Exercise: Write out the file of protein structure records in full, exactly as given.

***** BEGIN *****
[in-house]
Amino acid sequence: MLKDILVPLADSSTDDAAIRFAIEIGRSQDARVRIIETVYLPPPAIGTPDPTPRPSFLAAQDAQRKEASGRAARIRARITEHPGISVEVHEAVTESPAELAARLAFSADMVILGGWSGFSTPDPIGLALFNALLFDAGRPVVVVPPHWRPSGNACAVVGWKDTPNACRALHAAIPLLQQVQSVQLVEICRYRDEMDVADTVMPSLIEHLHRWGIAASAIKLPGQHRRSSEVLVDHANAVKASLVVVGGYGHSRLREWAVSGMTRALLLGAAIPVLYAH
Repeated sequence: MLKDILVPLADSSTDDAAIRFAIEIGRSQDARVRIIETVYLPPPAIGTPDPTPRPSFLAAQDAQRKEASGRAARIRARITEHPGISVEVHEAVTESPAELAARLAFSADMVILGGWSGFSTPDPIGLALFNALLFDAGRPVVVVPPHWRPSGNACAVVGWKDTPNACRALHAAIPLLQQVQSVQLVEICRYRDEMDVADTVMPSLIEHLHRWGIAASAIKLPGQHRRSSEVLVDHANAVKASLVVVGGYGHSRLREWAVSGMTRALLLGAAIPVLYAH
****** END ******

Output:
[in-house]
Amino acid sequence: MLKDILVPLADSSTDDAAIRFAIEIGRSQDARVRIIETVYLPPPAIGTPDPTPRPSFLAAQDAQRKEASGRAARIRARITEHPGISVEVHEAVTESPAELAARLAFSADMVILGGWSGFSTPDPIGLALFNALLFDAGRPVVVVPPHWRPSGNACAVVGWKDTPNACRALHAAIPLLQQVQSVQLVEICRYRDEMDVADTVMPSLIEHLHRWGIAASAIKLPGQHRRSSEVLVDHANAVKASLVVVGGYGHSRLREWAVSGMTRALLLGAAIPVLYAH
Repeated sequence: MLKDILVPLADSSTDDAAIRFAIEIGRSQDARVRIIETVYLPPPAIGTPDPTPRPSFLAAQDAQRKEASGRAARIRARITEHPGISVEVHEAVTESPAELAARLAFSADMVILGGWSGFSTPDPIGLALFNALLFDAGRPVVVVPPHWRPSGNACAVVGWKDTPNACRALHAAIPLLQQVQSVQLVEICRYRDEMDVADTVMPSLIEHLHRWGIAASAIKLPGQHRRSSEVLVDHANAVKASLVVVGGYGHSRLREWAVSGMTRALLLGAAIPVLYAH